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The Great Gatsby F. Scott Fitzgerald
Setting: The story takes place during the 1920's, there are four major settings:
East egg – “fashionable” side of Long Island where the Buchanans and other “old money” people live
West Egg – “less fashionable” side of Long Island where Gatsby and Nick live
The valley of ashes – the desolate wasteland where the Wilsons live & where Dr. T.J. Eckleburg’s sign is
New York City – symbol of what America has become in the 1920’s: a place where anything goes, where
money is made and bootleggers flourish, and where the World Series can be fixed by a man such as Meyer
Hope - represented by the light across the bay that Gatsby was fixated on. It was the embodiment of his
sole goal in life, which was a reunification with Daisy.
Success - Gatsby felt that the only way he would win Daisy was through his money.
Ignorance - The characters have little self-knowledge and even less knowledge of each other.
Judgment - Nick misinterprets the advice of his father and tries not to judge people.
Disillusionment - Gatsby dreams of getting back together with Daisy even though she is married and has a
Morals - The morals of people with great wealth seem to be less than desirable, but many times are more
socially accepted than lower classes.
Money cannot buy happiness.
You cannot relive the past.
If dreams are too fantastic, and reality cannot keep up with ideals they are usually not fulfilled.
Feign – V. make believe with the intent to deceive
Apathetic – Adj. Feeling or showing little or no emotion; unresponsive.
Innuendo – N. An indirect or subtle, usually derogatory implication in expression; an insinuation.
Rajah – N. A prince, chief, or ruler in India or the East Indies
Perturb – V. trans. To disturb greatly; make uneasy or anxious
Tumult – N. The din and commotion of a great crowd.
Vicarious – Adj. Felt or undergone as if one were taking part in the experience or feelings of another
Superfluous – Adj. Being beyond what is required or sufficient.
Subtle – Adj. So slight as to be difficult to detect or describe; elusive
Borne – V. a past participle of the verb bear (to carry in mind; harbor)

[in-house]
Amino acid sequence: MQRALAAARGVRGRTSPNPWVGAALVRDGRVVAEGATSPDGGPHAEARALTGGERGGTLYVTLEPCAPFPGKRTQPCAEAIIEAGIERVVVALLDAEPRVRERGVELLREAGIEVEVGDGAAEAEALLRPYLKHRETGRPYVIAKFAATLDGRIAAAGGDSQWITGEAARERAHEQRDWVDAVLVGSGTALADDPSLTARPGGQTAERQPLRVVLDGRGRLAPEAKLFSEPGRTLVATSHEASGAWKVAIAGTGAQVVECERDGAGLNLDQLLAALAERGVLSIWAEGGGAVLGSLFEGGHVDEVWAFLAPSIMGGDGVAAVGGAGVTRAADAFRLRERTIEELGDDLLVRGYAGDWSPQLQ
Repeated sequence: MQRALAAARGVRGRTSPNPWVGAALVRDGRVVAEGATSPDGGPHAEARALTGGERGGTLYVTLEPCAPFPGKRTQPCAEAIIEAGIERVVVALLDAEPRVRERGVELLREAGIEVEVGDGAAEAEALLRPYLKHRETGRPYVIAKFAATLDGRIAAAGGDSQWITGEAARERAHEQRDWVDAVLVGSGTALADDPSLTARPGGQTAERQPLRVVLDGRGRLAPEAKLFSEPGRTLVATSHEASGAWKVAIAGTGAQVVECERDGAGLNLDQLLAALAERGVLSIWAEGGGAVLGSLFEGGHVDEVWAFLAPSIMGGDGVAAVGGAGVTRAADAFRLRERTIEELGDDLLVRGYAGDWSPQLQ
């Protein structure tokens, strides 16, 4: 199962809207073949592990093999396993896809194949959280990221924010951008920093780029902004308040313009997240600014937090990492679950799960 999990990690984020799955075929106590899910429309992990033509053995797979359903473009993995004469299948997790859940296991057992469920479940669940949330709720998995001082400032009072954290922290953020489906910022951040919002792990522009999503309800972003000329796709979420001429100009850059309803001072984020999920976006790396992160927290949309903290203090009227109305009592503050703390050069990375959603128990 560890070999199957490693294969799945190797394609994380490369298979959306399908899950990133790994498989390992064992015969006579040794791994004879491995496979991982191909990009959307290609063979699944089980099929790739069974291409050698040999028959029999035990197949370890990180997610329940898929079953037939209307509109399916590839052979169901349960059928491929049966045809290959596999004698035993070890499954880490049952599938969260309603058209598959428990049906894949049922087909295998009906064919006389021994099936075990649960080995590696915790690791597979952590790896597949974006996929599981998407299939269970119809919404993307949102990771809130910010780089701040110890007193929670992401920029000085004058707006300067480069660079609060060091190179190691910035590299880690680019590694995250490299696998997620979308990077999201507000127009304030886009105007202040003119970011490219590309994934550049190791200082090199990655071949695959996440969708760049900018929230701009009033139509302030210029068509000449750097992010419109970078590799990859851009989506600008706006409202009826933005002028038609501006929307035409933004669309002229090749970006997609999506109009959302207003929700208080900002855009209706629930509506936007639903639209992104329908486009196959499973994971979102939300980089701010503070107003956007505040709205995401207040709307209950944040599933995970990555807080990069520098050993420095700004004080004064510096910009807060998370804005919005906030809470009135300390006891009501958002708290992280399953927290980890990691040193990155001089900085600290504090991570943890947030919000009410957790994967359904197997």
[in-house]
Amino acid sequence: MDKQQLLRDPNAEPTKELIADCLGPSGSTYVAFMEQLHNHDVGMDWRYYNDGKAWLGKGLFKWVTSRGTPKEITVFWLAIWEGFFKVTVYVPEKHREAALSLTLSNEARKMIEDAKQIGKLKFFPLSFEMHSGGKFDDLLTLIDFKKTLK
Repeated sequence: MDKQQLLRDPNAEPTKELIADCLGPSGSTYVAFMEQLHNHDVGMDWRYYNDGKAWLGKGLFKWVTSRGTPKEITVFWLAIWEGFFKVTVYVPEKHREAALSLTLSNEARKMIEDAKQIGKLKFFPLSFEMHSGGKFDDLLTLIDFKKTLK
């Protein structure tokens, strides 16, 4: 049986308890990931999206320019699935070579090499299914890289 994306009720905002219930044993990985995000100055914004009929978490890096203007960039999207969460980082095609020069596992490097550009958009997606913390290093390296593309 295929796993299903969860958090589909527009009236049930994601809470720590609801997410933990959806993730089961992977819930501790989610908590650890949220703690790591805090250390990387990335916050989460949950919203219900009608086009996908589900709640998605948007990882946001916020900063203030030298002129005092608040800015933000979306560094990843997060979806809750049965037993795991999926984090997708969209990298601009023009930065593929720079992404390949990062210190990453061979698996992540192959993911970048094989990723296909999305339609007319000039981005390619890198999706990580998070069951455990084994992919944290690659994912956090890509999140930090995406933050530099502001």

Unscrupulous—Adj. Devoid of scruples; oblivious to or contemptuous of what is right or honorable.
Pious—Adj. Having or exhibiting religious reverence; earnestly compliant in the observance of religion; devout.
Ingenuity—N. Inventive skill or imagination; cleverness.
Commence—V. To begin; start.
Ornery—Adj. Mean-spirited, disagreeable, and contrary in disposition; cantankerous.
Infernal—Adj. Of or relating to hell; Abominable; awful
Dismal—Adj. Causing gloom or depression; dreary.
Candid—Adj. Characterized by openness and sincerity of expression; unreservedly straightforward.
Haughty—Adj. Scornfully and condescendingly proud.
Vernacular—N. The standard native language of a country or locality.
Elements of Modernism:
• Disillusionment and loss of faith in the American Dream
• Rejection of traditional themes and subjects
• Rejection of sentimentallity and artificiality
• Emphasis on bold experimentation in style and form, reflecting the fragmentation of society
• Psychological focus on character, focused on the inner workings of the human mind.
• Revolt against the spritual debasement of the modern world.
• Rejection of the “ideal hero” who is infallible in favor of a hero who is flawed and disillusioned, but shows “grace
under pressure.” (The Anti-Hero)
Name a Modernism author other than F. Scott Fitzgerald:
o Langston Hughes
o Robert Frost
o John Steinbeck
o e.e. cummings
o etc.
Langston Hughes:
o Wrote Weary Blues
o Part of Harlem Renaissance
o Modernist writer
**Students are responsible for all plot elements of The Great Gatsby**
Semicolons & Colons
Using Semicolons
1. joining independent clauses
a. Ex: Stanley was thinking it was time to get a job; he wanted to work in retail.
b. Ex: The major gave an unclear order; consequently, the troops marched over the cliff.
2. between items in a series
a. Ex: When you think about how an orchestra is organized, notice the strings, the violin, the viola,
and the cello; the woodwinds, the clarinet and the oboe; and the horns, the trombone, the French
horn, and the trumpet.
b. Ex: I went to Paris, France; London, England; Oslo, Norway; and Berlin, Germany.
Using Colons
1. introducing a list
a. English grammar contains various parts of speech: nouns, verbs, adjectives, prepositions, and
2. introducing a quotation or formal statement
a. Ex: One instructor has this quotation from Woody Allen posted on his website: “Eighty percent of
success is showing up.”
b. Ex: Remember this: College graduates earn 72% more than high school graduates.
3. introducing a restatement or explanation
a. Ex: I love to eat certain foods: Grapes, chicken, and pizza are my favorites.
4. separating hours and minutes
a. Ex: I like to eat at 6:30 p.m.
5. separating chapter and verse for biblical passages
a. Ex: Listen to Samuel read Matthew 8:11-15.
6. introduce subtitle
a. Ex: My favorite book is Jane Austen: Charlotte to Elizabeth.
7. end salutation of business letter
a. Ex: Dear Mr. Smith: